Before taking up a deeper analysis of the US-Mexico trade relationship, let’s review, from a long run perspective, where the main US export markets are.
- According to the US Census Bureau, in 2015, the largest US export market was Canada, accounting for 18.7% of total US exports; namely, US$280.6 billion (bn). In second place is the EU representing 18.2% of US exports to the world with US$273.3 bn, followed by Mexico with 15.7% (US$235.7 bn). Greater China ranks fourth with a 10.2% share (US$153.8 bn) and wrapping up this list is Japan with a share of 4.2% (US$62.4 bn). Since 1992, these 5 markets, on average, account for almost 68% of US total exports.
- The Canadian market reached its peak in 1999 when it got 23.9%, just after the phasing out of the Canada-USA FTA. Canada has been the most important and reliable US export market for decades. Nevertheless, it is showing a secular decline as consequence of its mature nature vis-à-vis other emerging markets and new US export market opportunities.
- The EU has been showing a decreasing secular trend since 1992 when it was the main US export market with a share of 24.6%. The EU took over from Canada momentarily in 2008 and 2009, just before the Great Recession. However, after 2009 its complicated economic and political situation has been a major hurdle as a dynamic and trustful US export market.
- Japan was the third US export market in the early 1990s, reaching its peak in 1995 (11%). Nowadays, Japan accounts for 4.2% of US exports and shows one of the most dramatic declines as a US export market.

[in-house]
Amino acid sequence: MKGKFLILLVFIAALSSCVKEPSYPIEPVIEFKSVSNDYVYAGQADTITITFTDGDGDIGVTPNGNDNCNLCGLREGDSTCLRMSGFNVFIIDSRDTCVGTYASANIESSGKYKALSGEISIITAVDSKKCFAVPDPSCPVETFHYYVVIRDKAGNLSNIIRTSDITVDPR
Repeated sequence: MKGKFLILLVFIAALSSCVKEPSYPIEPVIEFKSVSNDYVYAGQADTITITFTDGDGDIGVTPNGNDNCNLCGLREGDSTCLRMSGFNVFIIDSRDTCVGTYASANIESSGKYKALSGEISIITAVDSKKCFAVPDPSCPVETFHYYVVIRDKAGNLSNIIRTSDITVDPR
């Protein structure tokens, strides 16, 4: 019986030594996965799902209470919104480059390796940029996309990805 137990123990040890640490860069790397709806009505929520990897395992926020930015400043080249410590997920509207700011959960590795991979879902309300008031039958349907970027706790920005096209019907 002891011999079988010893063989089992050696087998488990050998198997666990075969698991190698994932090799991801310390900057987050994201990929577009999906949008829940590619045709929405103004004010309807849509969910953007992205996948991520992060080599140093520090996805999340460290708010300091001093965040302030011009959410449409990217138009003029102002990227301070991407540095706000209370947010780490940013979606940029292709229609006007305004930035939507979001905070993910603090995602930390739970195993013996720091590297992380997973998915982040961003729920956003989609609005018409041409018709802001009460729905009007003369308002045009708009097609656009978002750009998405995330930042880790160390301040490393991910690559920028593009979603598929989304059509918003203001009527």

- Only the Mexican and Chinese markets show a growing long-run trend for US exports. China has a huge potential as an export market for any given country and its exporting trend has shown a spectacular growth rate. So far, it hasn’t surpassed the maximum historic Japanese share and the recent economic developments make us guess that in the short run its share as a US export market might be declining or stagnating.
- On the other hand, the Mexican market has proven itself as a reliable, stable, and growing US export market, even before NAFTA. In 1992, Mexico was the fourth US export market with a 9.1% share. In 2015, it climbed to 15.7%, which was greater than the combined share of Greater China and Japan. In addition, when considering the EU share minus the UK share (just in case, Brexit gets to materialize), Mexico becomes the second US export market (15.7% versus 14.5%).
- In sum, the one who’s buying is the only one that can make you great today and in the future.
 The EU includes its 28 Member States, plus the overseas French territories of Guadeloupe, Martinique, French Guiana, Mayotte, and Reunion.
 Greater China includes mainland China, Macau, and Hong Kong.
Tariffs on qualifying goods traded between Canada and the United States became duty free on January 1, 1998, in accordance with the Canada-United States Free Trade Agreement (CUSFTA) which was carried forward under NAFTA for goods traded between Canada and the United States.